• Protein, like whey protein and the branched-chain amino acids (i.e., leucine, isoleucine, and valine) support muscle growth and fat burning.
  • Other nutrients support muscle building: essential amino acids, omega-3s and vitamin D.

Muscles - maintaining


  • Diets with a blend of carbohydrate, fat, and protein maintain muscle mass during weight loss.
  • Proteins from milk (i.e., whey and casein) are particularly effective.

Combat sarcopenia


  • Regular exercise and eating ample calories and protein arrests muscle atrophy, known as sarcopenia.
  • Dairy products, especially whey protein, essential amino acids, omega-3s fats and vitamin D calm the immune system, which helps prevent muscle loss and weakness.

Loss of muscle mass with aging


  • Regular exercise and eating ample calories and protein arrests muscle atrophy.
  • Dairy products, especially whey protein, and omega-3s fats and vitamin D, which calm the immune system and help prevent muscle atrophy.

Energy


  • One fifth of the population have reported to have profound fatigue that interferes with living a normal life.
  • A diet that provides energy has: adequate protein and a balance of carbohydrate and fat including all essential nutrients but particularly iron, the B vitamins, vitamin C, zinc, magnesium, and calcium.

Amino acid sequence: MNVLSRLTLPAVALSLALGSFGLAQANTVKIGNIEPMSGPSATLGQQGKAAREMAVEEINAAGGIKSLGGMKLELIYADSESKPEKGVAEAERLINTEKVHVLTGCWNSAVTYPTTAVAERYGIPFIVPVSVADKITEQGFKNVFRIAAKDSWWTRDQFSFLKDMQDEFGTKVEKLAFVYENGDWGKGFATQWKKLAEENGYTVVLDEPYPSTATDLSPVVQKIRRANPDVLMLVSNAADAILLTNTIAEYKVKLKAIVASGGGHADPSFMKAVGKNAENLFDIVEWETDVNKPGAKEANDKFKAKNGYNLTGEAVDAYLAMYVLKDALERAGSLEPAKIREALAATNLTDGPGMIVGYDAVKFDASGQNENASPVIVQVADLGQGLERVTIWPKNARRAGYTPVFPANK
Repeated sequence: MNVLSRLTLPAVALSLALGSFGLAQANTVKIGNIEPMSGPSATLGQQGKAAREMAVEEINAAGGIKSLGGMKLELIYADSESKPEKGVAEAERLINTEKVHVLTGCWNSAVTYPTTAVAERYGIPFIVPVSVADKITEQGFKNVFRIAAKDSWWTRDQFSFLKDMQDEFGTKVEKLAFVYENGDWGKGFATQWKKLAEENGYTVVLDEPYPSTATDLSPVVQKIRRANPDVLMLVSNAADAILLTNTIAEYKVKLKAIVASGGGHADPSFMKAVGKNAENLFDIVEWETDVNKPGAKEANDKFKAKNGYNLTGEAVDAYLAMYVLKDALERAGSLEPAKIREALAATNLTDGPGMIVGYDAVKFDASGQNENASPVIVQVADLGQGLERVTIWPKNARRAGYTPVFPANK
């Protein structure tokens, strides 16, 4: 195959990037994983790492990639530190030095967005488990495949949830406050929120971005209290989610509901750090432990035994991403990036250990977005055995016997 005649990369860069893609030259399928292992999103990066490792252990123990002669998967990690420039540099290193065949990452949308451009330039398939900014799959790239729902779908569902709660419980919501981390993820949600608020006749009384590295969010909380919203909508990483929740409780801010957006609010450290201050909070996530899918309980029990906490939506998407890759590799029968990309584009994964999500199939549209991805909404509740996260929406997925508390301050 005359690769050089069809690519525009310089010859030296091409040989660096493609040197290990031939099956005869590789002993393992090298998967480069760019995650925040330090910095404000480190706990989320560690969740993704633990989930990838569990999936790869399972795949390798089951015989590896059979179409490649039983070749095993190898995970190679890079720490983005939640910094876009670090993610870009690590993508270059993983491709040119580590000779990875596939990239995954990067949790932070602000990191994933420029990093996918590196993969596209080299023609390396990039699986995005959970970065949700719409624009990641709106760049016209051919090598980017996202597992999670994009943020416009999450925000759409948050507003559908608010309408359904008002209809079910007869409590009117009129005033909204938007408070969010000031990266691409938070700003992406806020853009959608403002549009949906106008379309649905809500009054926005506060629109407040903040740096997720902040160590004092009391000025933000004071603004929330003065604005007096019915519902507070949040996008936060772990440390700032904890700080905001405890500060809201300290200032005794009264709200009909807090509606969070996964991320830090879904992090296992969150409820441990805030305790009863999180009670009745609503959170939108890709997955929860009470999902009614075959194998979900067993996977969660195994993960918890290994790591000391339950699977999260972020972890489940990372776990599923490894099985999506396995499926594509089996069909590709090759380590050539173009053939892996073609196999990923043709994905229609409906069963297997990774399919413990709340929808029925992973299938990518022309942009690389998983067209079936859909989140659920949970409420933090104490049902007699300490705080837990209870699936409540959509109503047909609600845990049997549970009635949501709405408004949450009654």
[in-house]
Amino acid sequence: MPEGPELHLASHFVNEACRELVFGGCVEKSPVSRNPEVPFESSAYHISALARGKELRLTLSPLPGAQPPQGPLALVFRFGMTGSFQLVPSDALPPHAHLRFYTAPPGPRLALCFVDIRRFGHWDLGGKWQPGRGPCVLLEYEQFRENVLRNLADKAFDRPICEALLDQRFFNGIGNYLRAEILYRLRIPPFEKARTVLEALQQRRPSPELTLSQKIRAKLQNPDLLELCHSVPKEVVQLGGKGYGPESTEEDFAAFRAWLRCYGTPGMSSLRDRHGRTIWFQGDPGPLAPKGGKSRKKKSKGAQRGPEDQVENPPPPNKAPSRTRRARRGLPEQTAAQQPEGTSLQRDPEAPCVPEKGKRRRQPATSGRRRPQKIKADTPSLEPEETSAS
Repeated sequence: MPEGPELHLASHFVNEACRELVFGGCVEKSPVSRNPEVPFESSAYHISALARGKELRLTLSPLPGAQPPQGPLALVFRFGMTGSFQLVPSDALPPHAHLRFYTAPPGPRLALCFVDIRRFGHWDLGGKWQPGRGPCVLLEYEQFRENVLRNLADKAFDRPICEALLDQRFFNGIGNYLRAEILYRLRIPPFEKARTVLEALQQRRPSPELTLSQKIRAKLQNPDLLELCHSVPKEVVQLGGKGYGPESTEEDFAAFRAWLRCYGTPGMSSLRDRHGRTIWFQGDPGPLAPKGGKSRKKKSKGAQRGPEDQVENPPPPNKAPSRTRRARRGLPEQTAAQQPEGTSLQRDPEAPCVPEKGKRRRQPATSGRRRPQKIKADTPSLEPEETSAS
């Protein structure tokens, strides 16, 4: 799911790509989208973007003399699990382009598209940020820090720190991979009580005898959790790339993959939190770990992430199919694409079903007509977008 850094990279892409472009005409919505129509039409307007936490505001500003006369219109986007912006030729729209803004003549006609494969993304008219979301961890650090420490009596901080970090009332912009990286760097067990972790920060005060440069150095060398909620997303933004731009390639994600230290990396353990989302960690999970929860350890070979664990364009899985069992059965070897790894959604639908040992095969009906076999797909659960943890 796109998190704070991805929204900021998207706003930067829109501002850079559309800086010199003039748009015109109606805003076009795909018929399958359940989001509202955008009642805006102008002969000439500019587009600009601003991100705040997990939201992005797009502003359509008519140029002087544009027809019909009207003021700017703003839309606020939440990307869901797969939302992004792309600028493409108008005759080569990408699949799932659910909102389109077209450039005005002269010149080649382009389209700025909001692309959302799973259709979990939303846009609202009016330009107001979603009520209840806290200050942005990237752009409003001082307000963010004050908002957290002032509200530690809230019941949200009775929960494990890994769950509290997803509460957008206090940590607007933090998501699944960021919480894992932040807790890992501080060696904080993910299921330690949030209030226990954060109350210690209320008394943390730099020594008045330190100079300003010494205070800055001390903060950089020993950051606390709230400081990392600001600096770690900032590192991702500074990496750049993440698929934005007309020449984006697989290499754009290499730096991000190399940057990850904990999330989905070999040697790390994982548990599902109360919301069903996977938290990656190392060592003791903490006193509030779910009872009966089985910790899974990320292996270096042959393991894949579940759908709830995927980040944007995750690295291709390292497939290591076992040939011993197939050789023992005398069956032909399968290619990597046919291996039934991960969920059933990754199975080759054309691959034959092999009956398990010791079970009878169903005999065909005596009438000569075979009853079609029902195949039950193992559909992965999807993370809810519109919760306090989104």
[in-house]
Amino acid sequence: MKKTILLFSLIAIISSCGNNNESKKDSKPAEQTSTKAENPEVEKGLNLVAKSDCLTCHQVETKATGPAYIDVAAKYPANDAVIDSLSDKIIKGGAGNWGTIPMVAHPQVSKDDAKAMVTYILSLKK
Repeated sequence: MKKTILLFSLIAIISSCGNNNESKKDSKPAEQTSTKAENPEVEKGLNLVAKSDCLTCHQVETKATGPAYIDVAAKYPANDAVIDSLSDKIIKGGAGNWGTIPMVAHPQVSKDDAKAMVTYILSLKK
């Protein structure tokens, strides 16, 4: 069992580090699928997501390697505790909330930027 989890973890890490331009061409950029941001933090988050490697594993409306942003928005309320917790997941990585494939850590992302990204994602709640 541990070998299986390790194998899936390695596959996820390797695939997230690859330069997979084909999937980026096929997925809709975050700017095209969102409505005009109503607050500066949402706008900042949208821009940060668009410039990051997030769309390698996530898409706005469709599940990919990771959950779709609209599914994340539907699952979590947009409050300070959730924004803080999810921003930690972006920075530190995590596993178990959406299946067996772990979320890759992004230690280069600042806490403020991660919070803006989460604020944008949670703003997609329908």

• Hydration with water and sodium and potassium is needed to maintain body fluids and energy levels.
  • Whey protein, with or without leucine enrichment, is particularly useful.
  • Don’t skip breakfast.
  • Limit processed carbohydrate-containing foods, and especially sugar.
  • Snacks should include protein, a little fat, and some fiber.

Women’s health through the lifecycle and reproduction

Women’s Health


  • Antioxidants, vitamins A, C, and E (slow aging); vitamins B6, B12, and folic acid (brain function and make red blood cells); and calcium, phosphorus, and vitamins D and K (bone support)
  • Maintaining a healthy body weight with nutrient-dense foods

Pregnancy


  • Support pregnancy with all essential nutrients found in a pre-natal vitamin, but especially important are: folate, iron, which is better absorbed with vitamin C, omega-3 fats, calcium, and vitamin D.

Menopause


  • Calcium, vitamin D, and soy protein (bone health); fiber (satiety and regularity); essential nutrients for satiety, limiting calorie intake (control body weight).
  • For delaying menopause, low amounts of salt, saturated, and trans fat, and include omega-3s and -6s (protect the heart).

Pre-menopause


  • Include: calcium and vitamin D (bone health); fiber (satiety and regularity); essential nutrients for satiety (control bodyweight); omega-3s and -6s (protect the heart), and antioxidants to protect the cells in the body.
  • Limit intake: salt, sugar, refined carbohydrates, red meat, and saturated, and trans fat.
  • Adequate protein from soy or dairy proteins and iron are key, especially at breakfast.

Infertility